"Republican Lawmakers Who Opposed Salary Caps Last Month Are Now Attacking AIG Bonuses, Part II"
As ThinkProgress noted yesterday, Republicans who opposed Wall Street salary caps, such as Senate Minority Leader Mitch McConnell (R-KY) and Senate Banking Commitee ranking member Richard Shelby (R-AL), are now flipping their positions to condemn the bonuses paid by AIG. Last night, McConnell made the rounds on cable television to misleadingly suggest that he has always favored salary caps.
But McConnell and Shelby are not the only Republican lawmakers pushing this deception. Rep. Peter King (R-NY), Sen. Kit Bond (R-MO), and Sen. James Inhofe (R-OK) also are hypocritically altering their views:
Q: “Should Congress, should the White House be getting a way for these contracts to be broken?”
KING: “Congress should find a way to do it or the administration should lean on them in a way to get – to have it done.” [MSNBC, 3/17/09]
BOND: “It’s unacceptable to pay bonuses after the American taxpayer was forced to bail out an institution without reforming it.” [KRCG, 3/18/09]
INHOFE: “The AIG situation is clear evidence of what happens when you shovel money out the door with no strings attached and no transparency.” [KTUL, 3/17/09]
Only a month ago, King argued against strong provisions to ensure executive salaries were capped:
KING: “No, I will say, I agree there should have been some caps. I think this went too far, and I think it can be counterproductive.” [ABC News, 2/15/09]
Last month, Bond sharply criticized a bill offered by Sen. Claire McCaskill to limit the salary of executives at companies receiving federal bailout money to no more than what the president of the United States makes — $400,000 a-year:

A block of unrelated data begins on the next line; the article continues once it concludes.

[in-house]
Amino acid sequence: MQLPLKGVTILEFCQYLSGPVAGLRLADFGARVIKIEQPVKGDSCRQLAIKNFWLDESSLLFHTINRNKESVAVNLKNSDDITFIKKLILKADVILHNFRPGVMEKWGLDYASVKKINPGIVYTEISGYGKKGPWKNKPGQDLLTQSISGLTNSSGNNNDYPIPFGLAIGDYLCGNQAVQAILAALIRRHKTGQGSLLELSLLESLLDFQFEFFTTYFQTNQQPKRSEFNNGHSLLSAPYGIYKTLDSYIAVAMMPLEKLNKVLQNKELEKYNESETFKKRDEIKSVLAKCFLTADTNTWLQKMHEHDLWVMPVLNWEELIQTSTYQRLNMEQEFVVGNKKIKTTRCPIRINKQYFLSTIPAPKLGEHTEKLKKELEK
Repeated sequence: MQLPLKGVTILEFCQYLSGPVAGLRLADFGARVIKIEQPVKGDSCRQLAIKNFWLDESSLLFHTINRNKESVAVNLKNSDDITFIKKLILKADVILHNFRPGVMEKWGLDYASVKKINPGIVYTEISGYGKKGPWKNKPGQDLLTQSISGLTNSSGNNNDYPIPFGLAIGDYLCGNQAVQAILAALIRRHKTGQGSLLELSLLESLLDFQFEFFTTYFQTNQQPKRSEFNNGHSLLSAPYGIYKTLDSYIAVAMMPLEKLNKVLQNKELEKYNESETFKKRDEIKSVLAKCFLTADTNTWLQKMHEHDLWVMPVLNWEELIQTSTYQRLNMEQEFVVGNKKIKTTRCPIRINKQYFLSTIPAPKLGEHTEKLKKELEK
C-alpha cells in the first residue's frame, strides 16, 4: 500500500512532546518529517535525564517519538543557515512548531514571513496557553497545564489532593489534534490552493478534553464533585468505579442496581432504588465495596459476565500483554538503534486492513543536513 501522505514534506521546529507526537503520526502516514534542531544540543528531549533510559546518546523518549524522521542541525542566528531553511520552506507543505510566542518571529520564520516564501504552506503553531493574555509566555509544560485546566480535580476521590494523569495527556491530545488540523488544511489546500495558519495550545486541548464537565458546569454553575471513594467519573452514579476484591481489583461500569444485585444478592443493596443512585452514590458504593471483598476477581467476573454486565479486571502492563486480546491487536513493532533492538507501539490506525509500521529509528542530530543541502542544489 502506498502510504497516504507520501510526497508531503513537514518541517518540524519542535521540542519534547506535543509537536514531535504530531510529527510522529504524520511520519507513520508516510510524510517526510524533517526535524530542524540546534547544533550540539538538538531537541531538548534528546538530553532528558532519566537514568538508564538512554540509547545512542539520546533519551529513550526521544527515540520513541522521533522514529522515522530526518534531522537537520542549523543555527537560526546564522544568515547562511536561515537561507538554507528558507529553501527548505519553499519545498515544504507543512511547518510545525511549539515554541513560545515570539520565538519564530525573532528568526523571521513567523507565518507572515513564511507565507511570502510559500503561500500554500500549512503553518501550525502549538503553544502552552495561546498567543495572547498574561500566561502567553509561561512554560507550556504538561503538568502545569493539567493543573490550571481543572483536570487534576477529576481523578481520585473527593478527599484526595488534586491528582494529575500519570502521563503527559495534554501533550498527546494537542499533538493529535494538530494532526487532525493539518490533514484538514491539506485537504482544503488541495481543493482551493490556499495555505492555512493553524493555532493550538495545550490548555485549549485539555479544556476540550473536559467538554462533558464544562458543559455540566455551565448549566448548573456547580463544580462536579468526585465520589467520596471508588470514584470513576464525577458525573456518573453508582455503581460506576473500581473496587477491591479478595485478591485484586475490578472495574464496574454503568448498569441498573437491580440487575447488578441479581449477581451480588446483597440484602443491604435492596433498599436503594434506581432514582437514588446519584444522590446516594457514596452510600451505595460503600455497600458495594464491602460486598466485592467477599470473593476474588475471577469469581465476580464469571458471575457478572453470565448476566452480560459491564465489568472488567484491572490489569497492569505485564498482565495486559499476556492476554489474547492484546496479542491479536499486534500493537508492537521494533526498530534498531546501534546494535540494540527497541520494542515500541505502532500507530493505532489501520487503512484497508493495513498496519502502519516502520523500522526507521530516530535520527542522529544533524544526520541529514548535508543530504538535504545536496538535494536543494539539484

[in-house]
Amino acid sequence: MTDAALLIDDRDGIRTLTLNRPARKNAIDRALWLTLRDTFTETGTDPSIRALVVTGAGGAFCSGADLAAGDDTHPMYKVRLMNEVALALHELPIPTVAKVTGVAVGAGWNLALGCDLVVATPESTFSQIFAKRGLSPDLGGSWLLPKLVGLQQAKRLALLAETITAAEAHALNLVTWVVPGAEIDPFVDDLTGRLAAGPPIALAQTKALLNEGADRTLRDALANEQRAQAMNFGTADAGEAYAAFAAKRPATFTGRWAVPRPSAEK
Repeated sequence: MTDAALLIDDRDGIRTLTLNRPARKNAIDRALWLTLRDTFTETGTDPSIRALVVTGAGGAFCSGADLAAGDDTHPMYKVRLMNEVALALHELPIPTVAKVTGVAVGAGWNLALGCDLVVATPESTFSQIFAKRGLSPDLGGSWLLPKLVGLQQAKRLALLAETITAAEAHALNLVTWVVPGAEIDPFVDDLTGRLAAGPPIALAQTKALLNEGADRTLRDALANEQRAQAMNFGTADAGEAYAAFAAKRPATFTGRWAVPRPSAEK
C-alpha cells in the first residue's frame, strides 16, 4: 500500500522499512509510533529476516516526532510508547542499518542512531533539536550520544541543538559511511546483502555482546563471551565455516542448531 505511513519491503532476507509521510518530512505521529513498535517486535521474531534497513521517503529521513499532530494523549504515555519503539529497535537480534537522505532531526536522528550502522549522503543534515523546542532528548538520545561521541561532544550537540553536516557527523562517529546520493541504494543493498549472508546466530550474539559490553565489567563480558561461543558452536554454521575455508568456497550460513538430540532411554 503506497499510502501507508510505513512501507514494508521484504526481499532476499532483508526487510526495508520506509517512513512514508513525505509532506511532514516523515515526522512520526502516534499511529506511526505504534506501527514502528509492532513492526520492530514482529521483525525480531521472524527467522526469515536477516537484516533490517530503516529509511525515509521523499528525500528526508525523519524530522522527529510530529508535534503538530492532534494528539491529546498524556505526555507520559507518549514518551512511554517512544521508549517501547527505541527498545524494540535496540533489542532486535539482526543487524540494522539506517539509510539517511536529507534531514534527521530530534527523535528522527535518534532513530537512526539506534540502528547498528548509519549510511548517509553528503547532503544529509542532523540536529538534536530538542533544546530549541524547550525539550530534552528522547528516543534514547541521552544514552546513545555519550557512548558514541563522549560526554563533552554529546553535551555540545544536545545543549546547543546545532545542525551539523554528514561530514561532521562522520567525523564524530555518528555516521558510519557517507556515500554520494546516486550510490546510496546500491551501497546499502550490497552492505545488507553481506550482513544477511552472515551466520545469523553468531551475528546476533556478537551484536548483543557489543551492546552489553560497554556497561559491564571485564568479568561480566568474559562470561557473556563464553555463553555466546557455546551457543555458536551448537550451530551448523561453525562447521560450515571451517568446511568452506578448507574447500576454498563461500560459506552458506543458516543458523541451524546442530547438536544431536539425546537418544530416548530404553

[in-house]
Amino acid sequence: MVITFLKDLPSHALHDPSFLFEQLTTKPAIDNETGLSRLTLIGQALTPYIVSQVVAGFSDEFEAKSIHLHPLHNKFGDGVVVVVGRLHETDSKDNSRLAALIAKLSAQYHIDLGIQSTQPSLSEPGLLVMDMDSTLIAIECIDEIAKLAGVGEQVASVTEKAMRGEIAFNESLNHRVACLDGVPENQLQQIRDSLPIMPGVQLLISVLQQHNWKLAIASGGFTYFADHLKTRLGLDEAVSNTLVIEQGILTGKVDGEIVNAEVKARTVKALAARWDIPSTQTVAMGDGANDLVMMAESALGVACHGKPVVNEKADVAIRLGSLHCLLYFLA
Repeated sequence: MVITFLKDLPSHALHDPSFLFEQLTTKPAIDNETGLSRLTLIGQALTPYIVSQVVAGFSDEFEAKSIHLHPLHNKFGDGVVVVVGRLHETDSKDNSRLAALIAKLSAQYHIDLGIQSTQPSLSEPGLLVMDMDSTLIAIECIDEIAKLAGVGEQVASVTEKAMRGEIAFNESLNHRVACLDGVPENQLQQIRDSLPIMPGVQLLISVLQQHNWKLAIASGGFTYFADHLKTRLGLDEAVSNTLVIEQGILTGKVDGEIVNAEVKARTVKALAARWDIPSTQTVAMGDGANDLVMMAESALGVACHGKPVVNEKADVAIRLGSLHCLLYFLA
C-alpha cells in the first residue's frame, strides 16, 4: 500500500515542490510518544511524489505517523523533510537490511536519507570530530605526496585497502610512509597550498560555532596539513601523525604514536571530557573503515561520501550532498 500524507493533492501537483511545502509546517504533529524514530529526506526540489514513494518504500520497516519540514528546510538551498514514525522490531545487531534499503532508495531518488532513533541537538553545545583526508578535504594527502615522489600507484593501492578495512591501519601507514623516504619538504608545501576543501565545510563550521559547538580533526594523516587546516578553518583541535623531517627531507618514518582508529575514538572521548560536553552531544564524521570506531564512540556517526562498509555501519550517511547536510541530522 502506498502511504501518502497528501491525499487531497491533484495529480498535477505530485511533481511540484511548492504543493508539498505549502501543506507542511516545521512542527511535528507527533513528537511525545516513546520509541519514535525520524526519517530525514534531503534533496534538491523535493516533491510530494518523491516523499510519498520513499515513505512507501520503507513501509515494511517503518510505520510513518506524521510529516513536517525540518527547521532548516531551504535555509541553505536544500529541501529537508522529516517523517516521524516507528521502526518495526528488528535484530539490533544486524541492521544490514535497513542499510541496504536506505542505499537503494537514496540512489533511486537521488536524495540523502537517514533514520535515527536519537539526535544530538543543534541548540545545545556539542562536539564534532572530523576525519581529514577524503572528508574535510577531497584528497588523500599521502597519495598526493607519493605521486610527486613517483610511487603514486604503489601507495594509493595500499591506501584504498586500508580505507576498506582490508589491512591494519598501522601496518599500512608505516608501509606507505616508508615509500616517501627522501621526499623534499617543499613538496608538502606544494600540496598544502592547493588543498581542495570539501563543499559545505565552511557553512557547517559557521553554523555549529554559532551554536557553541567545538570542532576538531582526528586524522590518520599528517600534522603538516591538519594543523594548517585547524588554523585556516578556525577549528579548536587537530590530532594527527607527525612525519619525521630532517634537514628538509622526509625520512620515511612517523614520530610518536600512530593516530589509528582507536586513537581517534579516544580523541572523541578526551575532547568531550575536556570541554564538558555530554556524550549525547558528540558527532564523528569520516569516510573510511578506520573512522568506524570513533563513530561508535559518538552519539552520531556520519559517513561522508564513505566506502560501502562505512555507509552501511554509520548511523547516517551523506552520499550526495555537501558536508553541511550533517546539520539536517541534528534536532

BOND: “The worst thing we can do is tell businesses how to run themselves. Congress has a pretty bad track record. If you you look at our collective judgment, all 535 of us in our wisdom can’t run government very well. (We) sure can’t run business.” [STL Today, 2/2/09]
While Inhofe today demands “strings attached” to federal bailout money, he expressed the opposite in February:
INHOFE: “I thought, is this still America? Do we really tell people how to run [a business], and who to pay and how much to pay?” [Huffington Post, 2/6/09]
Former Speaker Newt Gingrich today penned an op-ed venting his “outrage” at the “fat bonuses” paid to staffers at AIG. However in November, while speaking with Fox News’ Sean Hannity, he attacked Rep. Henry Waxman (D-CA) for having the audacity to send “off letters to every bank demanding to know all of their executive compensation policy.” Gingrich then scoffed at the idea of capping salaries specifically at AIG:
GINGRICH: “You have a level of micromanagement of AIG and others. You can’t apply Washington bureaucratic rules to a free market company without ultimately destroying the company.” [Fox News, 11/12/08]